NEW YORK, NY - FEBRUARY 16: A sign in the window of the popular Brooklyn restaurant Prime Meats explains their solidarity with the 'A Day Without Immigrants,' boycott/strike on February 16, 2017 in New York, United States. Across the country hundreds of restaurants and eateries are closing for the day to protest President Trump's immigration agenda and to highlight the contributions of immigrants to U.S. business and life. (Photo by Spencer Platt/Getty Images)
PHILADELPHIA, PA - FEBRUARY 16: Morning Glory Diner sits empty February 16, 2017 in Philadelphia, Pennsylvania. With the support of the owner, the majority of the staff, which is Latino, did not come to work as part of a 'Day Without Immigrants' campaign which is aimed at showing their economic power and protesting Donald Trump's immigration policies. (Photo by Jessica Kourkounis/Getty Images)
A sign posted for customers hangs on the window of Blue Ribbon, a restaurant, stating that they are closed in solidarity with "A Day Without Immigrants" protests in Brooklyn, New York, U.S., February 16, 2017. REUTERS/Brendan McDermid
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He noted that 750,000 others, like him, were given DACA protection with the promise that they "could work hard, take care of our families and live without the constant fear of being sent to a country that we don't know, forced to leave the people we love behind."

He said that ICE agents took him into custody on Feb. 10 while arresting his father. "Agents said that I was a gang member and that a tattoo on my arm means I'm in a gang. I got that tattoo when I was 18 to honor La Paz, Mexico, the city where I was born. Agents interrogated me for hours and insisted I was a gang member because I'm from the Central Valley. They are all gang members there, they told me. It didn't seem to matter how many times I told them that I wasn't."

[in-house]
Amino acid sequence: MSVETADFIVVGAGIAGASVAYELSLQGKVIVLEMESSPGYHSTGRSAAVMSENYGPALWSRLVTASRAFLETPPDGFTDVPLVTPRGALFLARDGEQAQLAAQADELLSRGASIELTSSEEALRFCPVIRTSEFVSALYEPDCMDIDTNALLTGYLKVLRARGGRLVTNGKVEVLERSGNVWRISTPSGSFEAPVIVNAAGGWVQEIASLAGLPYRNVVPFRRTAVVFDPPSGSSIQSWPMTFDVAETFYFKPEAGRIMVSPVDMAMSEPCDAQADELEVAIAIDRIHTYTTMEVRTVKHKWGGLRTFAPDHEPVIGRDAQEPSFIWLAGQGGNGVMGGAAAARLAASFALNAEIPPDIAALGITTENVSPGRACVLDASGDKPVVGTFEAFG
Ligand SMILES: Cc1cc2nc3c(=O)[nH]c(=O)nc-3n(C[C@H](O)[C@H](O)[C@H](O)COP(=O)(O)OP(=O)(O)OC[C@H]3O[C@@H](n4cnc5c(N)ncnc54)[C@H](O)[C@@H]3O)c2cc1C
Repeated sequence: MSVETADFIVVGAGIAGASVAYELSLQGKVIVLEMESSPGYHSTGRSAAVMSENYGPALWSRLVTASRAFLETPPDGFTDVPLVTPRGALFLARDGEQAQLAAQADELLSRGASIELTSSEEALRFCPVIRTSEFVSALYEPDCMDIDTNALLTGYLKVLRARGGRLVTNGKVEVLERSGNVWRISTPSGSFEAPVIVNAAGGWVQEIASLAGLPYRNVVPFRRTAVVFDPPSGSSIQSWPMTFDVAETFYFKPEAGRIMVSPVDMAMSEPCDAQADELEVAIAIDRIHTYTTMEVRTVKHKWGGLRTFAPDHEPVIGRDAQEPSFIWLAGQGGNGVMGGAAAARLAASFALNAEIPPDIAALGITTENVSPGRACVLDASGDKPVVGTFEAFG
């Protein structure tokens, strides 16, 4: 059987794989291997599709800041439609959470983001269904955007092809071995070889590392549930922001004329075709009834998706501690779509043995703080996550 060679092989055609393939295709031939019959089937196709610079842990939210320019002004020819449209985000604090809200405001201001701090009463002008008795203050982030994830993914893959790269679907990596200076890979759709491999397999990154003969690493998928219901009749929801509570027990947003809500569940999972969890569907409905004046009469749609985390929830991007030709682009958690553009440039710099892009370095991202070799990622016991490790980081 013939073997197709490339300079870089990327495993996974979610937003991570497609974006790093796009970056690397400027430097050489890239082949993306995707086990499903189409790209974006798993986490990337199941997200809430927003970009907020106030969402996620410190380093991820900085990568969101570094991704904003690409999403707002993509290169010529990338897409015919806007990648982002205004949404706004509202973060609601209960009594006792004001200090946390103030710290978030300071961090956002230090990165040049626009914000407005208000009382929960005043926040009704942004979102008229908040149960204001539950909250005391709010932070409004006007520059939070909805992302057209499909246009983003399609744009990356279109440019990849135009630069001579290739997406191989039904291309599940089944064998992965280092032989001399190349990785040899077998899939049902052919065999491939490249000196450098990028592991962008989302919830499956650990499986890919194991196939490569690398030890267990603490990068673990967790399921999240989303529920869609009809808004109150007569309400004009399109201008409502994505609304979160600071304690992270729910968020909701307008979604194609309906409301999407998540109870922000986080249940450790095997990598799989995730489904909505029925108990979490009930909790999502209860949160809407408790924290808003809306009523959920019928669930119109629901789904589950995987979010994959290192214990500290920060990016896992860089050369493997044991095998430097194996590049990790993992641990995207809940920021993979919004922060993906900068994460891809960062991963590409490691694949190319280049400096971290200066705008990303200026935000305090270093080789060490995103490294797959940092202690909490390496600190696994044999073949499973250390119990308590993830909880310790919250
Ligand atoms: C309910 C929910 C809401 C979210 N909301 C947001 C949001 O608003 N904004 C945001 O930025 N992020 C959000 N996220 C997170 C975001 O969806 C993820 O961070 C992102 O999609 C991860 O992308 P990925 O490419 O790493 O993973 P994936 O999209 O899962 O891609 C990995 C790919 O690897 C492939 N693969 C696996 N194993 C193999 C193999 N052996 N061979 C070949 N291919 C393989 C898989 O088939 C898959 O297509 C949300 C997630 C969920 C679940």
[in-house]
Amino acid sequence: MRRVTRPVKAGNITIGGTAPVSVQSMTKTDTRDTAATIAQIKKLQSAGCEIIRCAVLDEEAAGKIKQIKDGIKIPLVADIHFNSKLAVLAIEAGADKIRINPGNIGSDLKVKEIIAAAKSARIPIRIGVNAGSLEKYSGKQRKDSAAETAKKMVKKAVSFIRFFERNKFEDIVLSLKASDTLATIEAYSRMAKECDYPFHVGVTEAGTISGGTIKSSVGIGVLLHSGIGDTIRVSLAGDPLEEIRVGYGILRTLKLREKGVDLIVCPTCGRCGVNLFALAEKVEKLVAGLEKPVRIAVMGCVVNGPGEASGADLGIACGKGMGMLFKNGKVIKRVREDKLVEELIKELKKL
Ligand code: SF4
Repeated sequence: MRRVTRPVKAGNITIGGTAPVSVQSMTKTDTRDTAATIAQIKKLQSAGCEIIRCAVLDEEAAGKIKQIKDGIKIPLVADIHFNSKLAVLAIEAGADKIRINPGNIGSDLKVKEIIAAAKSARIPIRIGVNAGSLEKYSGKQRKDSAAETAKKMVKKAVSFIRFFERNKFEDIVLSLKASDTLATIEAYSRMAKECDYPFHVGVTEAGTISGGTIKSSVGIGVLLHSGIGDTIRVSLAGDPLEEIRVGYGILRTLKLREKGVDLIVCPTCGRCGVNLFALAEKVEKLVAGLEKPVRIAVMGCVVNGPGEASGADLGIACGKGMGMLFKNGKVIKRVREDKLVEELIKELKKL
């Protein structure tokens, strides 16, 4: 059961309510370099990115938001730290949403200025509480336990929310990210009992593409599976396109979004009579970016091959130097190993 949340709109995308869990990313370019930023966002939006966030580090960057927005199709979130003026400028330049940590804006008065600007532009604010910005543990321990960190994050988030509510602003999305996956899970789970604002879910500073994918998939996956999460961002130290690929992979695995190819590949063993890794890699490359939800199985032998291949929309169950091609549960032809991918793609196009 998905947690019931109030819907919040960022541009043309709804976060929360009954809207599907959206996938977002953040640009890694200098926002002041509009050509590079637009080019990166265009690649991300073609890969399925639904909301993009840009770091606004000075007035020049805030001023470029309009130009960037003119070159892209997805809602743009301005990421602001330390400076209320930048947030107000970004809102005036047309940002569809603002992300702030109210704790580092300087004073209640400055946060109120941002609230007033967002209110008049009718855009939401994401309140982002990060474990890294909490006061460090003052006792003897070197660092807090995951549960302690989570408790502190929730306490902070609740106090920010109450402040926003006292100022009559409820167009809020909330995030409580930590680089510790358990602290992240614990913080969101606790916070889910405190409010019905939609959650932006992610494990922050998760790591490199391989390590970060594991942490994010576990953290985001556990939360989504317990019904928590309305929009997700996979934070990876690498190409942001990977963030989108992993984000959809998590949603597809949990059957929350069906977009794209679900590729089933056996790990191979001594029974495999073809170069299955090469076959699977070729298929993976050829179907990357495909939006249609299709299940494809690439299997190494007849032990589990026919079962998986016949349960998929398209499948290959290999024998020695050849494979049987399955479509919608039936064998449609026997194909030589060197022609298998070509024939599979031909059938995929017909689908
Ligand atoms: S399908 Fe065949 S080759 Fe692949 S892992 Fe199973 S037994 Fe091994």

He said Immigration and Customs Enforcement "already knows that I'm not a gang member. Like all Dreamers, I gave all of my personal information and fingerprints to the government to qualify for DACA. I've been checked against every state and federal database that the government has. They verified twice that I have no criminal history, was never affiliated with any gang and was not a threat to public safety. Despite that, I was treated as if my DACA status and my work authorization meant nothing."

He said he feels "lucky" because he has an "incredible legal team" and support from his family and from thousands across the country, while he waits to find out if a judge will decide if he can be released and whether his case can be heard in federal court instead of immigration court. He said he is still "hopeful that I will still have a future in this country."

He wrote that it's just not about him, but about all of the "Dreamers" in the U.S. "If I can be arrested and detained without any evidence, what will happen to them?"

"My parents brought me to the United States because they wanted for me what all parents want for their kids — a good shot at life. Dreamers like me aren't asking for handouts. We want the government to stand by its promise and let us contribute to our communities and take care of our families without being thrown out and sent back to a country we don't know.

"Part of why I love this country is because it embraces people who have different cultures and languages. It rewards people who work hard and help others. And it stands for the promise of a better future. This is the America that I love and the America that I hope stands behind us Dreamers," Ramirez concluded.

Ramirez has been held in the ICE detention center in Tacoma since his arrest on Feb. 10.

See the entire Washington Post column here.